A Necessary Change of Perception: Eliminating the Partiality Complex
Oh no. We know where this is headed. Another post about how messed up America is and how desperately it needs to return to the Father. Another essay demonstrating the degree to which America has left its roots and turned from God.
Well I hate to disappoint you, but my writing now is not critical of America as a whole. My purpose in what I am about to write has nothing to do with political reform or financial gain. I write from a place of deep personal conviction and intense realization of an incredible grievance and travesty in my own life. The problem I now write about is a consequence of Christian philosophy in predominately middle-class, suburban churches in America. Many such churches double as social clubs, self-help groups, political gatherings, business endeavors, or charity centers. The pursuits of churches such as these seem noble, but at the core are incredibly empty, self-centered, and detrimental to true pursuit of God. It is difficult to deny these assertions, and your experience likely confirms my accusations. At this point you may be steaming with anger or simply annoyed. Stop. I assure you that my purpose in writing is not judgment and that I share equally in this problem. I have been convicted of my sin and had to deal with the same issues I will address hereafter. Stop before you continue. Set your emotions and self-image aside. Do not take my words as personal affronts. Rather, let the Spirit work through these words and observations. Pray now, pray as you read, and please be honest with yourself. This post is not meant to be pleasant or easy to read. It is meant to dig deep, so open your eyes and let the Spirit search your heart. Pray.
Members of churches such as the ones I described above have developed an interesting and concerning philosophy and at times have attempted to incorporate and combine the American dream with the call of Christ. I do not have time to go into how the idea of the American dream is fundamentally flawed from the perspective of the gospel so I will simply state that the American dream based on American societal and cultural philosophy is the attainment of pleasure and success through the attainment of possessions, power, and popularity. In churches composed of predominantly comfortable, middle-class members, it is nearly an imperative to develop a philosophy that incorporates the principles of the American dream. Many who come from the type of churches I am describing do ministry work and “spiritual” activity in order to promote themselves and gain popularity and power through a sense of spiritual attainment and authority. Their focus is not on loving God or loving others and is resultantly sinful. The heart of the issue is clear; when the American Dream is brought into Christian philosophy it is no longer a Christian philosophy clearly identifiable with the message of the gospel and the cross of Christ. Perhaps the best name for such a philosophy is a “spiritualized American dream.” It is fundamentally flawed and inherently wrong, yet scores of American Christians adhere to it without even recognizing the error in their thinking.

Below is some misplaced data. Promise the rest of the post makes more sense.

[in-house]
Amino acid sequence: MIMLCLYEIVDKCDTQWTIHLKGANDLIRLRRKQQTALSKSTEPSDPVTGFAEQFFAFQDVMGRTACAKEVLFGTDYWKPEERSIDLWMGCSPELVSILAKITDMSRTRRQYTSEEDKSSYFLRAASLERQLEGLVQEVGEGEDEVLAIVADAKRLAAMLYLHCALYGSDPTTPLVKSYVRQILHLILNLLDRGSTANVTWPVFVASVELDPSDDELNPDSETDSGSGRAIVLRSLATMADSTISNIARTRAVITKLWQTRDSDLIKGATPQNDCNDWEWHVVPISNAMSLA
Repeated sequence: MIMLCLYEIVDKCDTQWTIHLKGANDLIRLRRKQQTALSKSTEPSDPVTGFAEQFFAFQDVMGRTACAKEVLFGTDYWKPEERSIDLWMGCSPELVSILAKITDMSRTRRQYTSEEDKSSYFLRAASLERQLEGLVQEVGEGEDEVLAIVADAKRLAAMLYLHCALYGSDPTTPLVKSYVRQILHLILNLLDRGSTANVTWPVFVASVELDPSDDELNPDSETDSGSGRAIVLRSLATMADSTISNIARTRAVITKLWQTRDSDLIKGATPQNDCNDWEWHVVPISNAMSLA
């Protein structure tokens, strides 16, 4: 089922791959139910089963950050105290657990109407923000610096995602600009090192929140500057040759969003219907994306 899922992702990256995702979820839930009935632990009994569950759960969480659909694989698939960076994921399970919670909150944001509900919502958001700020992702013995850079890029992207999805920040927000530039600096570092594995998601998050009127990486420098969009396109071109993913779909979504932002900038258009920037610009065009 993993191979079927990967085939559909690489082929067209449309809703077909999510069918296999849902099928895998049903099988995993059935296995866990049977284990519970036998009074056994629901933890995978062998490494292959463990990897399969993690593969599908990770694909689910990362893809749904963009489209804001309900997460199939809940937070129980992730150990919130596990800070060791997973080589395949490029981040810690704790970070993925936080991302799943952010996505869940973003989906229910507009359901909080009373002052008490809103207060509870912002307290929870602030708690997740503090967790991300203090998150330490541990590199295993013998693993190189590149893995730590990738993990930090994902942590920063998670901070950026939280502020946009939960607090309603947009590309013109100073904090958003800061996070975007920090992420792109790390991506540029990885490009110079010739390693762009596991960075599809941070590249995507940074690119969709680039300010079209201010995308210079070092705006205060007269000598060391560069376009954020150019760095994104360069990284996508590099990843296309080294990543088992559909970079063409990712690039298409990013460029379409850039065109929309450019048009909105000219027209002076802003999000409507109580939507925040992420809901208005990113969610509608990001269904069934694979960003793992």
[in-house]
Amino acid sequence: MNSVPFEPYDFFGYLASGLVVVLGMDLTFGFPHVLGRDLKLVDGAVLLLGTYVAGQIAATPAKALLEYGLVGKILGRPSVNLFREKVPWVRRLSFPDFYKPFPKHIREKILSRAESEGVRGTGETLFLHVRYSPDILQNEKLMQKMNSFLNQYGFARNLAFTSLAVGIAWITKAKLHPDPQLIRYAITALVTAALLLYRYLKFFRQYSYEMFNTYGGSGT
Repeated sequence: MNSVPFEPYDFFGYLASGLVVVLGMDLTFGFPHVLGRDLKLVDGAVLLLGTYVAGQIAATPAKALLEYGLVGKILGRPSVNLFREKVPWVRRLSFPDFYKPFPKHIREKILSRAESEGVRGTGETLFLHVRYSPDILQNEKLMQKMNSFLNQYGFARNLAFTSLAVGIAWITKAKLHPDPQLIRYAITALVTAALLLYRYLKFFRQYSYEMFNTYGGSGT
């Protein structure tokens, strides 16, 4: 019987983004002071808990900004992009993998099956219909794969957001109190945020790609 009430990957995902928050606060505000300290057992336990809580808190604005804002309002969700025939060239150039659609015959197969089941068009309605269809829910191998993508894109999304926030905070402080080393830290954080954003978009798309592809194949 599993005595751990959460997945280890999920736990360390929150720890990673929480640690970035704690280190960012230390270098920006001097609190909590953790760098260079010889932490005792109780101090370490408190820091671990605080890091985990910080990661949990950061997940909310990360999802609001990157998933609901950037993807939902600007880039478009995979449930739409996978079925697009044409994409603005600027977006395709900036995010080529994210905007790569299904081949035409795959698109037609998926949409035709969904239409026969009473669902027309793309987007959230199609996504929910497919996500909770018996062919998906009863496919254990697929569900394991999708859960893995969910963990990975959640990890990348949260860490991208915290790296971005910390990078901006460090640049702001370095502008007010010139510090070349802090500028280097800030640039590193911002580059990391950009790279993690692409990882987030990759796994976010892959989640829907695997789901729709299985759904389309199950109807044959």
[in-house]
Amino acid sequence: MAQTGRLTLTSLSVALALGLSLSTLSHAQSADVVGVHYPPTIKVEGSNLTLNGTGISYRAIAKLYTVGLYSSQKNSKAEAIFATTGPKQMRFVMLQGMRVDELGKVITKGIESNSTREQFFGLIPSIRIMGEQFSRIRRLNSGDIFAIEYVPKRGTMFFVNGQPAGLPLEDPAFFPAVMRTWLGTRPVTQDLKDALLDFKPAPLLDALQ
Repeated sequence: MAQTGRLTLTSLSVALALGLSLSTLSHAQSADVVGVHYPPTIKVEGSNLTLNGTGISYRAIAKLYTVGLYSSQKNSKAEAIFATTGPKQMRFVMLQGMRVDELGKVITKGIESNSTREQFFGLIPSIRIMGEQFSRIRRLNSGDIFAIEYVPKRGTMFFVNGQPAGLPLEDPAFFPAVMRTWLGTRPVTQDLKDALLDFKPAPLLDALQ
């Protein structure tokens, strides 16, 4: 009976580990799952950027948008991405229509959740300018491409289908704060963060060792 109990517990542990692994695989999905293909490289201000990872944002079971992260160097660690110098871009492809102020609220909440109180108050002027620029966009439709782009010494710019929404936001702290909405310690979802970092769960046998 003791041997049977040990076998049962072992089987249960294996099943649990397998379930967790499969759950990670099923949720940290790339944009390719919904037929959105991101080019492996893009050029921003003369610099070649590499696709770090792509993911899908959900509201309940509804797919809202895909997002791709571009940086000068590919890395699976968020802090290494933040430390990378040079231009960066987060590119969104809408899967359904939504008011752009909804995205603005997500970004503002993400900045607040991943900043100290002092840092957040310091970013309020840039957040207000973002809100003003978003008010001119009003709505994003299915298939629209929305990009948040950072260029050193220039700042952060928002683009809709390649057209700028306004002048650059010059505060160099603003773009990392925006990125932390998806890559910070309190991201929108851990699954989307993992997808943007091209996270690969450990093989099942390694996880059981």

American culture operates based on systems and classifications. We are organized into groups based on what kind of job we have, how much money we make, and how influential we are. Success is measured as a function of these three categories as I previously mentioned. It leads those who live by worldly philosophy to view those who do not have as much money, power, or fame as less valuable. The person who works the cash register at McDonald’s is viewed as unsuccessful, unmotivated, and ultimately less valuable than the famous neurosurgeon or wealthy professional athlete. A person’s value is judged based on their ability to contribute to society and to build their own proverbial kingdom.
With all of this in mind how could the church adopt or even incorporate a philosophy that operates on such flawed values?
How does such a perspective influence the way we view ourselves and others?
Is this a partiality akin to the racism and sexism that has dominated our world for the entirety of its history?
The answers to these questions are indications of a disastrous dilemma.
I must begin with my story over the past several years. I have spent time ministering to people in a variety of settings and environments over in that time. I have been to Brazil on the foreign field and likewise served in urban, suburban, and rural settings here in America. Everywhere I have gone, I have come to see more and more that American Christians are often quite flawed in our thinking. I have seen how I served and ministered at times for my own benefit. I have been guilty of valuing myself above others and developing categories that I immediately insert people into. I have attempted to love less desirable members of society with a lesser love, a different love, than that with which God has loved me. At first I didn’t even realize I was doing these things, but as time has progressed God has deeply convicted me of these fundamental issues in my thinking. My mindset in ministry has often been flat out sinful. When I evaluate and judge others to be less valuable than myself, it is a personal affront to God. When I attempt to love people differently than He loves me (unconditionally and incomprehensibly), I distort His very character. When we operate in such a way, the consequences can have eternal significance in the lives of those whom we assault with our words and insult with our actions.